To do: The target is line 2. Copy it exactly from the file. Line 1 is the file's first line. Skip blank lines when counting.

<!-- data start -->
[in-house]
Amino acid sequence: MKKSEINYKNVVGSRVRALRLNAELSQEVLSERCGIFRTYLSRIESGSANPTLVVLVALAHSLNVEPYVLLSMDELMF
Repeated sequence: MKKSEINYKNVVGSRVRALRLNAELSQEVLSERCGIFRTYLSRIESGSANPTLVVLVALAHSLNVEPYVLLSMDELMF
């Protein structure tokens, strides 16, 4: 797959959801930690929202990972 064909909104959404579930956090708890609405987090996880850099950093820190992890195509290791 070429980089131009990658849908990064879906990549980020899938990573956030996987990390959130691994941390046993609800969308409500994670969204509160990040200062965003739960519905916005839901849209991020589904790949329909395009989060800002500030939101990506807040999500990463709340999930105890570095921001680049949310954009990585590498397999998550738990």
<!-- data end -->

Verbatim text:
Amino acid sequence: MKKSEINYKNVVGSRVRALRLNAELSQEVLSERCGIFRTYLSRIESGSANPTLVVLVALAHSLNVEPYVLLSMDELMF